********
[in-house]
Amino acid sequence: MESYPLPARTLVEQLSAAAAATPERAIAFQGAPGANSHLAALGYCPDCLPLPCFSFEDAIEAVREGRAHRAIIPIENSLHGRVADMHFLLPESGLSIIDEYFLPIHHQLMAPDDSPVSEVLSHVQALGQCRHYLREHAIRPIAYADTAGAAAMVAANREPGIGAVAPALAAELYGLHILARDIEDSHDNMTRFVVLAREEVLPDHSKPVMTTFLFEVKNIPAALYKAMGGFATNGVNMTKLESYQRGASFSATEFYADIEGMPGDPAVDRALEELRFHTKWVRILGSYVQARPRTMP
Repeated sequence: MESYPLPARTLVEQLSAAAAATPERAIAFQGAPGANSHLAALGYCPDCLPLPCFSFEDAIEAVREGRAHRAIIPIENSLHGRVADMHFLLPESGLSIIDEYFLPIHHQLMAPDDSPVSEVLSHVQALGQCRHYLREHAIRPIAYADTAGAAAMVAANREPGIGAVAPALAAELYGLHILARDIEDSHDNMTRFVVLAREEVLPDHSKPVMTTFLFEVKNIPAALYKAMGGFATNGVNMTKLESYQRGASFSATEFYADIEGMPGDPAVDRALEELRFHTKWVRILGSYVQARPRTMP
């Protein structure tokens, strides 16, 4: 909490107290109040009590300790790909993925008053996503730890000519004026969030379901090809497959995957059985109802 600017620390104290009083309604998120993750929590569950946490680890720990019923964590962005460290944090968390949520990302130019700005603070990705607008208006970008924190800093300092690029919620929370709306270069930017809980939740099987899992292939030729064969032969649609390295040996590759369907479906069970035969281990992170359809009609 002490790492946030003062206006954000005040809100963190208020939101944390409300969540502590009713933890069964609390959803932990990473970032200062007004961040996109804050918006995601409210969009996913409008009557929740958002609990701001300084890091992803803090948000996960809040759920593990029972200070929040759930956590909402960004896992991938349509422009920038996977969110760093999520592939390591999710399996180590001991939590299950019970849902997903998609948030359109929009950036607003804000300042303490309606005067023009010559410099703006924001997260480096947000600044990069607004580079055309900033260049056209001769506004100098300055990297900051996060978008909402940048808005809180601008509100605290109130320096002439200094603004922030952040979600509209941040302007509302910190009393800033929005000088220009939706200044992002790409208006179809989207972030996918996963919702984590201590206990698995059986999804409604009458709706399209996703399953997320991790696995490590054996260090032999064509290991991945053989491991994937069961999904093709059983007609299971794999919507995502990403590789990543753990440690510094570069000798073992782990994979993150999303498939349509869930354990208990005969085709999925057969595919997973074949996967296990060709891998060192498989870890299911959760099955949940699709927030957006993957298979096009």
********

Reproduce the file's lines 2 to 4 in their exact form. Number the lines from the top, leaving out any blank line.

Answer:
Amino acid sequence: MESYPLPARTLVEQLSAAAAATPERAIAFQGAPGANSHLAALGYCPDCLPLPCFSFEDAIEAVREGRAHRAIIPIENSLHGRVADMHFLLPESGLSIIDEYFLPIHHQLMAPDDSPVSEVLSHVQALGQCRHYLREHAIRPIAYADTAGAAAMVAANREPGIGAVAPALAAELYGLHILARDIEDSHDNMTRFVVLAREEVLPDHSKPVMTTFLFEVKNIPAALYKAMGGFATNGVNMTKLESYQRGASFSATEFYADIEGMPGDPAVDRALEELRFHTKWVRILGSYVQARPRTMP
Repeated sequence: MESYPLPARTLVEQLSAAAAATPERAIAFQGAPGANSHLAALGYCPDCLPLPCFSFEDAIEAVREGRAHRAIIPIENSLHGRVADMHFLLPESGLSIIDEYFLPIHHQLMAPDDSPVSEVLSHVQALGQCRHYLREHAIRPIAYADTAGAAAMVAANREPGIGAVAPALAAELYGLHILARDIEDSHDNMTRFVVLAREEVLPDHSKPVMTTFLFEVKNIPAALYKAMGGFATNGVNMTKLESYQRGASFSATEFYADIEGMPGDPAVDRALEELRFHTKWVRILGSYVQARPRTMP
């Protein structure tokens, strides 16, 4: 909490107290109040009590300790790909993925008053996503730890000519004026969030379901090809497959995957059985109802 600017620390104290009083309604998120993750929590569950946490680890720990019923964590962005460290944090968390949520990302130019700005603070990705607008208006970008924190800093300092690029919620929370709306270069930017809980939740099987899992292939030729064969032969649609390295040996590759369907479906069970035969281990992170359809009609 002490790492946030003062206006954000005040809100963190208020939101944390409300969540502590009713933890069964609390959803932990990473970032200062007004961040996109804050918006995601409210969009996913409008009557929740958002609990701001300084890091992803803090948000996960809040759920593990029972200070929040759930956590909402960004896992991938349509422009920038996977969110760093999520592939390591999710399996180590001991939590299950019970849902997903998609948030359109929009950036607003804000300042303490309606005067023009010559410099703006924001997260480096947000600044990069607004580079055309900033260049056209001769506004100098300055990297900051996060978008909402940048808005809180601008509100605290109130320096002439200094603004922030952040979600509209941040302007509302910190009393800033929005000088220009939706200044992002790409208006179809989207972030996918996963919702984590201590206990698995059986999804409604009458709706399209996703399953997320991790696995490590054996260090032999064509290991991945053989491991994937069961999904093709059983007609299971794999919507995502990403590789990543753990440690510094570069000798073992782990994979993150999303498939349509869930354990208990005969085709999925057969595919997973074949996967296990060709891998060192498989870890299911959760099955949940699709927030957006993957298979096009």